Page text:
Published on the 12/10/2018 | Written by Pat Pilcher
Lower base, higher rate, tech inclusions…what’s not to like?
The imminent launch of a research and development tax credit in 2019 has received both brickbats and bouquets from the Kiwi market.
The credit is intended to stimulate innovation by growing business R&D. From the first of April 2019, a 15 percent tax credit on eligible R&D related expenditure will be available to New Zealand businesses. Businesses will be able to claim on up to $120 million of R&D expenditure annually, equating to possible tax credits of up to $18 million.
New Zealand’s current R&D expenditure is estimated to be 1.3 percent of GDP and compares poorly with the OECD average which is an estimated 2.4 percent.
“Woods looks to be seeking to ensure no business is worse off, and that many will be significantly better off.”
The government is hoping the R&D tax incentive proves to be a case of success the second time around. The previous R&D tax credit scheme implemented as part of the Business Tax Reform package in the 2007 Budget only ran for the 2008/09 financial year before being replaced with R&D grants.
David Snell, Tax Policy Lead from EY is upbeat on the upcoming tax changes, saying “A well-designed R&D tax incentive can boost productivity, create high-skilled jobs and attract economic activity to our shores. Many innovative businesses missed out on support under the existing Callaghan Growth Grants.”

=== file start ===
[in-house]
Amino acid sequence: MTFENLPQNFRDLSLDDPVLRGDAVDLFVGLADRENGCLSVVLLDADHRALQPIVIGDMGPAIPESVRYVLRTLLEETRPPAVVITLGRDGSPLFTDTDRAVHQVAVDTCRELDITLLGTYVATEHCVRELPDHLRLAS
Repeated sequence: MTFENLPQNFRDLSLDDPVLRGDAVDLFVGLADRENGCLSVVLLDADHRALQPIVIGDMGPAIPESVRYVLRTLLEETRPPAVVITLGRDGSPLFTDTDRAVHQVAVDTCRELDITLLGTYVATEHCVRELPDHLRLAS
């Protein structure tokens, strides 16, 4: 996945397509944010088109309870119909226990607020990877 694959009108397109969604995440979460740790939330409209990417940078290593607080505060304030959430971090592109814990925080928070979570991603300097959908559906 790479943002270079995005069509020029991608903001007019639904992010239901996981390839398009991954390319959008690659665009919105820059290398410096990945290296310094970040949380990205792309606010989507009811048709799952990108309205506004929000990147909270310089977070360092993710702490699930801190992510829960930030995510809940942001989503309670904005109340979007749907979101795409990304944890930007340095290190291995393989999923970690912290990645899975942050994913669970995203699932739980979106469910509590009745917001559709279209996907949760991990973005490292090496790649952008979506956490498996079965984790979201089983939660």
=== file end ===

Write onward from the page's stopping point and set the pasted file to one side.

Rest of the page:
Snell sees the R&D tax incentive as a win-win, particularly for small loss-making businesses. “[Innovation Minister Megan] Woods looks to be seeking to ensure no business is worse off, and that many will be significantly better off.”
The government has delivered an industry agnostic definition of R&D. This aligns with the policy intent of making the program broadly accessible, especially for software R&D. Inevitably, those businesses which benefit most will be those which carry out the most R&D, so high-tech manufacturing, for example, will do well.
“Smaller, R&D intensive loss-making businesses qualifying for the existing R&D tax loss cash out rules, do well under the new R&D tax incentive. They can claim under both schemes, potentially receiving 43 cents in the dollar for qualifying R&D spend.”
Snell’s positive sentiments align with those of Business New Zealand’s CEO, Kirk Hope. He says for many smaller businesses, the problem with a tax credit scheme was that without sufficient expenditure on R&D there would be no way to claim back a tax credit.
“The Government listened and halved the amount of R&D investment required from $100,000 to $50,000. This places the incentive within reach of more smaller businesses.”
Hope is also optimistic that the scheme could drive investment in R&D in New Zealand. “Raising the credit itself from 12.5 percent to 15 percent also makes the policy more attractive to more businesses. Along with a broader definition of research and development, these improvements should increase New Zealand’s rate of investment in innovation.”
Snell notes that the business sector had expressed concerns around the proposed tax policies as outlined in the original discussion documents released in April.